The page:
After weeks of defending her private jet travel and wealthy fiance, Democratic Rep. Chellie Pingree got a chance to go on the offensive during a debate Tuesday, taking her Republican challenger to task for dodging questions on social issues.
In the first of three scheduled debates in the final two weeks of their campaign for the U.S. House of Representatives, Pingree lectured Dean Scontras on WGAN radio about the responsibility of the office, after Scontras took no stand on the Defense of Marriage Act.
“Let me put it this way,” Scontras told WGAN’s morning show co-host Ken Altshuler after being pressed on gay rights. “My issue has been government spending, debts, deficits and jobs. I will not spend one ounce of capital either defending or advocating for DOMA.”
Pingree voiced her support for marriage equality and said that if given the opportunity, she would vote to repeal the Defense of Marriage Act, the federal law that defines marriage as between one man and one woman. She then chastised Scontras.
“When Dean says, ‘I choose not to talk about social issues” or “That won’t come before Congress,” I have to say, ‘I’ve spent two years in Washington, and every time you turn around there’s a hate-crime bill or a piece of legislation on ‘don’t ask, don’t tell,’ or someone’s attempting to attach an amendment on abortion or another social issue,” Pingree said.
“You don’t get to walk away from the tough issues. They’re not easy. Every constituent doesn’t agree on it. You have to go back (to Maine) and defend your position,” she said. “But it’s not OK to just say, ‘Well, I choose not to take a stand on that.’ That’s what the voters ask us to do.”
Pingree, 55, is seeking a second term representing Maine’s 1st Congressional District. Scontras, a 41-year-old businessman from Eliot, is running in his first general election. Both were unopposed in their primaries. They are scheduled for two televised debates, Thursday evening on MPBN and Oct. 26 on WCSH.
During Tuesday morning’s radio debate, Scontras was quick to point out a recent article in Forbes magazine that ranked Maine 50th in the country among the best states for business and careers. He linked Pingree’s eight years in the state Legislature and two in Congress with Maine’s economic struggles.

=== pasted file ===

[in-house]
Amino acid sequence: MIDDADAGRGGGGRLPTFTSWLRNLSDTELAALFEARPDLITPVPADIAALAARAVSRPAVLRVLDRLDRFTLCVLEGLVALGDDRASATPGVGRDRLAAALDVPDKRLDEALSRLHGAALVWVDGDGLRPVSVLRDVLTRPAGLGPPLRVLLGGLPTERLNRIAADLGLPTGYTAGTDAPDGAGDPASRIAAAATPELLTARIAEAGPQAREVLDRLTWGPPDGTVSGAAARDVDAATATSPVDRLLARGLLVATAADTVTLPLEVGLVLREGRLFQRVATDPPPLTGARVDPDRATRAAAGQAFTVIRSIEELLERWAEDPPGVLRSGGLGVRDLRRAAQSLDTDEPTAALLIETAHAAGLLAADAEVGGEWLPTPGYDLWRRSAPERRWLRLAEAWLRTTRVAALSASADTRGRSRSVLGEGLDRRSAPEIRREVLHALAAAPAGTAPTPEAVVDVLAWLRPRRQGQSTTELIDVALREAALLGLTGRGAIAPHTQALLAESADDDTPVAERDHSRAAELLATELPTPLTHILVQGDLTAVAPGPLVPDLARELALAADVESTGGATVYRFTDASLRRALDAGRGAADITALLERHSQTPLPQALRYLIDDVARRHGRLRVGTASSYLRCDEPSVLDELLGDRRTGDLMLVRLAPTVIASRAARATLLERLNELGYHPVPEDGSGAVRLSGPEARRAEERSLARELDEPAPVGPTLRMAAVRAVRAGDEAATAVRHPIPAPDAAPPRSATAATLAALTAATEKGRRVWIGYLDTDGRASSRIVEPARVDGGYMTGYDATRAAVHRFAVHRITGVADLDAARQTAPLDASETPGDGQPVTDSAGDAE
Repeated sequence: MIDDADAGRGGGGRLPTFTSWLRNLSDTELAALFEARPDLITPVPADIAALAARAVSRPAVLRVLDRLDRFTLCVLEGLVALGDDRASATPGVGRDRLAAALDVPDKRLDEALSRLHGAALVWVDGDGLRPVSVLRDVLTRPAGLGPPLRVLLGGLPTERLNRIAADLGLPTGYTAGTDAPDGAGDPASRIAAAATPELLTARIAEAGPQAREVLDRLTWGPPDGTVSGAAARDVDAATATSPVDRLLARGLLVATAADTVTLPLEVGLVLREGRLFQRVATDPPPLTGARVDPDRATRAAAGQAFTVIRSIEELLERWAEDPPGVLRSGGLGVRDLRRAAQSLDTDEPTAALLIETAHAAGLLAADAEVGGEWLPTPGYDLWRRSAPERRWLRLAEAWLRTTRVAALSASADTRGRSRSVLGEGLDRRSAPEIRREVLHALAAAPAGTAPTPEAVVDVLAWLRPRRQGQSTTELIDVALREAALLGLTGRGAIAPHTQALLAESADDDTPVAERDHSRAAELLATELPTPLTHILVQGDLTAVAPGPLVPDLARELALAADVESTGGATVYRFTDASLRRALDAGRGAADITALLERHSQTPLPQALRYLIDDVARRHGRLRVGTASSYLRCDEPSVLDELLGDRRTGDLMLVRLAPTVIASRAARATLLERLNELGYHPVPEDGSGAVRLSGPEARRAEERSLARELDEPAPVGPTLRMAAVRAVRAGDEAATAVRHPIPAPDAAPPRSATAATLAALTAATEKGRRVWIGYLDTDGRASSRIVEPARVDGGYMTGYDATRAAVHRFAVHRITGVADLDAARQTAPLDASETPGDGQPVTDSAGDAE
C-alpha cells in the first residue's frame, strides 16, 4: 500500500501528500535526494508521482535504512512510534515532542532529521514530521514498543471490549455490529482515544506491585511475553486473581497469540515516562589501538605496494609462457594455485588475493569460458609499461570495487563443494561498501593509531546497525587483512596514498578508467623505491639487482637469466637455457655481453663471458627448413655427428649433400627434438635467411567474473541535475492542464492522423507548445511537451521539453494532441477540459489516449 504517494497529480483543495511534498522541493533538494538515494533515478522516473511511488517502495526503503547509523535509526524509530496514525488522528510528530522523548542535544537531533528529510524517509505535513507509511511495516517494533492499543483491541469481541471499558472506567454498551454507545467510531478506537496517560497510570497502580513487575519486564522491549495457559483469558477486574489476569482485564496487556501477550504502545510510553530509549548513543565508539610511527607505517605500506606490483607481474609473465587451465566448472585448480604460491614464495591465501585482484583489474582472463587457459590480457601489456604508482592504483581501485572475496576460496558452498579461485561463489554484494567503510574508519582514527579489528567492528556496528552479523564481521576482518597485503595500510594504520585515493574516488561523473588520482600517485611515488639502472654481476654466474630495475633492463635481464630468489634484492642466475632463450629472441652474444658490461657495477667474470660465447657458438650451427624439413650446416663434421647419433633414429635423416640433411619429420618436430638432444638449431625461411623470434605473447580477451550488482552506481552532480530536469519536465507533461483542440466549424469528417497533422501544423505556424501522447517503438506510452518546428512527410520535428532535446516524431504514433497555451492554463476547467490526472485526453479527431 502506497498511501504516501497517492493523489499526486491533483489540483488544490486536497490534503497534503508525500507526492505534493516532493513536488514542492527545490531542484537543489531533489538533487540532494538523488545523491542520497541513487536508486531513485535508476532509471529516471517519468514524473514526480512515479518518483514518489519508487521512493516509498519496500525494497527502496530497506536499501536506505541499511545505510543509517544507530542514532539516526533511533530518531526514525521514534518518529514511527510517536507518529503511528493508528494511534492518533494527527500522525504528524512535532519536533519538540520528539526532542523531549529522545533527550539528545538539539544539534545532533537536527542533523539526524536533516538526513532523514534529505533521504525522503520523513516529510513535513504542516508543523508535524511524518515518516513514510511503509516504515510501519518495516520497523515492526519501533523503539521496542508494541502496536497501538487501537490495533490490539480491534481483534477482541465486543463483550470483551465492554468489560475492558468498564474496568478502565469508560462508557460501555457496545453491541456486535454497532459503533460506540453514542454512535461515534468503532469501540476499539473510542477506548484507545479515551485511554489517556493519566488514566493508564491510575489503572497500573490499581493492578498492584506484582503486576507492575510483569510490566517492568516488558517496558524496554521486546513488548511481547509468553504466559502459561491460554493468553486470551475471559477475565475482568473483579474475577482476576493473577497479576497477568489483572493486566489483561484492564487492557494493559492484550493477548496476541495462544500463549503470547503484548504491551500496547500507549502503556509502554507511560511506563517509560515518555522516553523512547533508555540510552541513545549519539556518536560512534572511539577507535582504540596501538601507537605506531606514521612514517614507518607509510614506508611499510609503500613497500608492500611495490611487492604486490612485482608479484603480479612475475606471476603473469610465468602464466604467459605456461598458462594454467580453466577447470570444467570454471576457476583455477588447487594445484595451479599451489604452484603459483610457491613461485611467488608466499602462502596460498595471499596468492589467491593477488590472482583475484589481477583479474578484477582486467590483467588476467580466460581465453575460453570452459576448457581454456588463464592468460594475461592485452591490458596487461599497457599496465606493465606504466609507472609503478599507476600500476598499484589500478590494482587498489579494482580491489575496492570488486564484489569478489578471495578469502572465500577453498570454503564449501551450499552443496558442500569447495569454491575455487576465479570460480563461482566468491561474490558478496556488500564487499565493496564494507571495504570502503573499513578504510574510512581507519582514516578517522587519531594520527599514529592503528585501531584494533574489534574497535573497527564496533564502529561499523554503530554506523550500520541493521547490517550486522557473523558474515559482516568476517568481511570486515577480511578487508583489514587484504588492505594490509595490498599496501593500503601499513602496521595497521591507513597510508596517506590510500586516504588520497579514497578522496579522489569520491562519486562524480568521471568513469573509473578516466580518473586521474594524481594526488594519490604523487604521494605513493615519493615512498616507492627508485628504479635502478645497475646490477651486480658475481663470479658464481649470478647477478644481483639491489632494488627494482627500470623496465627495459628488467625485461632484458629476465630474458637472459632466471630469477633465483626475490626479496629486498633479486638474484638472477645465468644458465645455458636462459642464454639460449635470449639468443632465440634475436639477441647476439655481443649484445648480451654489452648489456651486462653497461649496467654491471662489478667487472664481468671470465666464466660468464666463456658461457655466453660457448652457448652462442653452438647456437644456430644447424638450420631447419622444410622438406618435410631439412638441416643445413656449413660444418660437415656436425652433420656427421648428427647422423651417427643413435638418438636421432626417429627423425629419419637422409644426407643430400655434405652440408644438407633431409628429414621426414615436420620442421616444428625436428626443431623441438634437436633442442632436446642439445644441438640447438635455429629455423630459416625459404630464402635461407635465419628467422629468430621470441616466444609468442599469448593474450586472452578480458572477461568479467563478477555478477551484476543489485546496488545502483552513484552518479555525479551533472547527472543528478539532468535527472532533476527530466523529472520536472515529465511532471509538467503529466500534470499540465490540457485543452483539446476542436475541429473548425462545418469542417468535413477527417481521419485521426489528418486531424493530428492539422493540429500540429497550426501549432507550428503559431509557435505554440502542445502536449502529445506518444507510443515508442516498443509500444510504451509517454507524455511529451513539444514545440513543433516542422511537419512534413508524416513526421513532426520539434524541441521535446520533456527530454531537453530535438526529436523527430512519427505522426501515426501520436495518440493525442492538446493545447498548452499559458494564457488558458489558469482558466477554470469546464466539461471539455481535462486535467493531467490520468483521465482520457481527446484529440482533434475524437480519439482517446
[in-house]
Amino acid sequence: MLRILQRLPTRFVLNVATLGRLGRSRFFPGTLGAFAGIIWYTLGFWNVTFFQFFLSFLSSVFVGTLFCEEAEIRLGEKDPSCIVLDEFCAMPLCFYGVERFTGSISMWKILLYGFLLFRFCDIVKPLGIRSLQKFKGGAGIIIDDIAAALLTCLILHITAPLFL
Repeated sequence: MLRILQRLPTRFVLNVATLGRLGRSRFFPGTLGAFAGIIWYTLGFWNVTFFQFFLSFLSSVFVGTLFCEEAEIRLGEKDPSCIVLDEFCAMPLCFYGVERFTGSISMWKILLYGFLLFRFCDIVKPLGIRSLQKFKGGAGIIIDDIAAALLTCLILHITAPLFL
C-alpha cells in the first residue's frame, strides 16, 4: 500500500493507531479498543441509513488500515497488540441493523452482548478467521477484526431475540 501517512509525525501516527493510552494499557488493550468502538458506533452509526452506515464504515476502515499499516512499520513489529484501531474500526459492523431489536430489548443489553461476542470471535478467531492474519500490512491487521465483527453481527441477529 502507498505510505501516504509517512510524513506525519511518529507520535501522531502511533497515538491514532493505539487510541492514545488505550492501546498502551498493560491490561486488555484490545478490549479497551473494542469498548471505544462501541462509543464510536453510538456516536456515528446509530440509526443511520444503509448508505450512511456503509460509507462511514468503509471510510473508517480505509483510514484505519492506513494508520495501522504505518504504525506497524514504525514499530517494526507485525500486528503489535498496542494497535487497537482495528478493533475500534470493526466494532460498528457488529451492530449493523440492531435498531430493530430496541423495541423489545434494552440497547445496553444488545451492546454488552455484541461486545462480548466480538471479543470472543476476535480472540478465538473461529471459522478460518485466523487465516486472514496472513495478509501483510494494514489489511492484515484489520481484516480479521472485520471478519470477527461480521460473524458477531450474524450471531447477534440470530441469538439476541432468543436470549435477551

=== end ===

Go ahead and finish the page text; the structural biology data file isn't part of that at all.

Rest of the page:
“We’re not a business-friendly state,” said Scontras, who zeroed in on Pingree’s support for health care and campaign finance reform as examples contributing to that atmosphere. “The last thing we should be doing is taking failed policies like Dirigo and clean elections and taking them to the national level.”
Pingree touted her work in helping to redevelop the Brunswick Naval Air Station and securing federal money to expand broadband Internet service to parts of the state that don’t have high-speed access. She acknowledged the danger of a massive federal budget deficit, but told listeners that it got started with eight years of a Republican administration that included two wars, an unfunded prescription drug plan and significant tax cuts.
“So if you want to talk about fiscal responsibility, let’s talk about the eight years they drove that deficit up and left us with no growth policies,” Pingree said. “This trickle-down economic thing didn’t work. Big tax cuts for the wealthiest didn’t work. And now we’re stuck paying the bills. And you think somehow in two years we managed to create that? That’s just not what happened.”
Scontras has portrayed himself as someone who is willing to stand up to either party. He said Republicans are not without blame for the current debt and deficit.
“I agree, the Bush administration was digging deep,” he said. “This administration, this Congress, has just decided to dig deeper.”
Scontras said the path to economic prosperity is lower taxes and reduced regulation. He supports repealing the federal health care reform law passed earlier this year.
More new legislation, the Fair Pay Act, drew opposing viewpoints from the two candidates. Pingree was one of the bill’s co-sponsors. Scontras said such laws are an unnecessary intrusion by government on industry.
“If a company does not pay somebody – based on their gender or whatever it may be – upon their capabilities, that person is going to walk right next door and work for your competitor,” Scontras said. “I have full faith and confidence, after being in the private market for 20 years, that employers hire the best people and pay them the best wages based on their capabilities.”
Pingree cited studies showing that women earn less than 80 percent of men’s wages for comparable work.
“I just don’t agree with Dean on the idea that all employers will absolutely do the fair thing,” she said. “It just isn’t how it works. It’s why we have a minimum wage in this country. It’s why we have a variety of other labor laws.”
Scontras got a chance to wag a figurative finger at Pingree when talk turned, inevitably, to her use of her fiance’s private jet and his significant help in raising money for her campaign and the Maine Democratic Party.
“If you’re so against hedge funds and Wall Street, you don’t have to take the money,” Scontras said. “If you want to vote against them, fine, but you don’t have to take their money.”
Staff Writer Glenn Jordan can be contacted at 791-6425 or at: firstname.lastname@example.org